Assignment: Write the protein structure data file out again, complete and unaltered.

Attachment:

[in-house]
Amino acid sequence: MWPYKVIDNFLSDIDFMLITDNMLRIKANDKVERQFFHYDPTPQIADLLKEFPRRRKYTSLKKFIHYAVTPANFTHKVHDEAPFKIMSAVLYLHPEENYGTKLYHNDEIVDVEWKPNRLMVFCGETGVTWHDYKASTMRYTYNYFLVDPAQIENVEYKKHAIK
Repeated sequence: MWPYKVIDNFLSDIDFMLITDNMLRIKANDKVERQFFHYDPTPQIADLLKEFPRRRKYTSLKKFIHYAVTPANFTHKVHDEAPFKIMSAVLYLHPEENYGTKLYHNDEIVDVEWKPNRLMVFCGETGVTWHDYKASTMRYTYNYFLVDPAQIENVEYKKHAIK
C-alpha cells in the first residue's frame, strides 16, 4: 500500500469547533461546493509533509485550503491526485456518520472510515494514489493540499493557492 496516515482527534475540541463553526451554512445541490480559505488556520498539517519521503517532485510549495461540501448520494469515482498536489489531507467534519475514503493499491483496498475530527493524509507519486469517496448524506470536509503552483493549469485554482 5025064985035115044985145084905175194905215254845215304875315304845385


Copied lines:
[in-house]
Amino acid sequence: MWPYKVIDNFLSDIDFMLITDNMLRIKANDKVERQFFHYDPTPQIADLLKEFPRRRKYTSLKKFIHYAVTPANFTHKVHDEAPFKIMSAVLYLHPEENYGTKLYHNDEIVDVEWKPNRLMVFCGETGVTWHDYKASTMRYTYNYFLVDPAQIENVEYKKHAIK
Repeated sequence: MWPYKVIDNFLSDIDFMLITDNMLRIKANDKVERQFFHYDPTPQIADLLKEFPRRRKYTSLKKFIHYAVTPANFTHKVHDEAPFKIMSAVLYLHPEENYGTKLYHNDEIVDVEWKPNRLMVFCGETGVTWHDYKASTMRYTYNYFLVDPAQIENVEYKKHAIK
C-alpha cells in the first residue's frame, strides 16, 4: 500500500469547533461546493509533509485550503491526485456518520472510515494514489493540499493557492 496516515482527534475540541463553526451554512445541490480559505488556520498539517519521503517532485510549495461540501448520494469515482498536489489531507467534519475514503493499491483496498475530527493524509507519486469517496448524506470536509503552483493549469485554482 5025064985035115044985145084905175194905215254845215304875315304845385